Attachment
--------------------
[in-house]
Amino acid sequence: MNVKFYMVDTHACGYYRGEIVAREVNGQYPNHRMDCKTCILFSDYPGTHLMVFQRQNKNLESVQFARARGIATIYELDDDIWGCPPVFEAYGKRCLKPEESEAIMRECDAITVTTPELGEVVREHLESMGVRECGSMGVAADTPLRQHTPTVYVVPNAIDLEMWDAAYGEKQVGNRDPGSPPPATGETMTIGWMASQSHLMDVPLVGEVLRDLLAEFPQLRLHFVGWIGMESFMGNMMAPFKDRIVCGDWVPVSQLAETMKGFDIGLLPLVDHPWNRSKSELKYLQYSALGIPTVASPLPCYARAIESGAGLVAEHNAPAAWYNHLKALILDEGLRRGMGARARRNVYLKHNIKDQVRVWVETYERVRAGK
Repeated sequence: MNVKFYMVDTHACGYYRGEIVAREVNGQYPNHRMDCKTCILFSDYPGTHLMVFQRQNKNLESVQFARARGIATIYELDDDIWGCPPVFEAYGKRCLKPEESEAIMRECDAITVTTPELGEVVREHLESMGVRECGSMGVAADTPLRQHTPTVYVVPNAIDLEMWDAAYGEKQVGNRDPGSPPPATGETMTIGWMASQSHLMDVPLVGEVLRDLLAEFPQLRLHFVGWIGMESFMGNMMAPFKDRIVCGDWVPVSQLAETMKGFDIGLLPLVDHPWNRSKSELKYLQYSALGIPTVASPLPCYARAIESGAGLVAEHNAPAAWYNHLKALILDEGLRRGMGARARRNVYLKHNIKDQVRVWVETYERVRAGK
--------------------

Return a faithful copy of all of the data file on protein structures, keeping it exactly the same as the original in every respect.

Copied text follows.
[in-house]
Amino acid sequence: MNVKFYMVDTHACGYYRGEIVAREVNGQYPNHRMDCKTCILFSDYPGTHLMVFQRQNKNLESVQFARARGIATIYELDDDIWGCPPVFEAYGKRCLKPEESEAIMRECDAITVTTPELGEVVREHLESMGVRECGSMGVAADTPLRQHTPTVYVVPNAIDLEMWDAAYGEKQVGNRDPGSPPPATGETMTIGWMASQSHLMDVPLVGEVLRDLLAEFPQLRLHFVGWIGMESFMGNMMAPFKDRIVCGDWVPVSQLAETMKGFDIGLLPLVDHPWNRSKSELKYLQYSALGIPTVASPLPCYARAIESGAGLVAEHNAPAAWYNHLKALILDEGLRRGMGARARRNVYLKHNIKDQVRVWVETYERVRAGK
Repeated sequence: MNVKFYMVDTHACGYYRGEIVAREVNGQYPNHRMDCKTCILFSDYPGTHLMVFQRQNKNLESVQFARARGIATIYELDDDIWGCPPVFEAYGKRCLKPEESEAIMRECDAITVTTPELGEVVREHLESMGVRECGSMGVAADTPLRQHTPTVYVVPNAIDLEMWDAAYGEKQVGNRDPGSPPPATGETMTIGWMASQSHLMDVPLVGEVLRDLLAEFPQLRLHFVGWIGMESFMGNMMAPFKDRIVCGDWVPVSQLAETMKGFDIGLLPLVDHPWNRSKSELKYLQYSALGIPTVASPLPCYARAIESGAGLVAEHNAPAAWYNHLKALILDEGLRRGMGARARRNVYLKHNIKDQVRVWVETYERVRAGK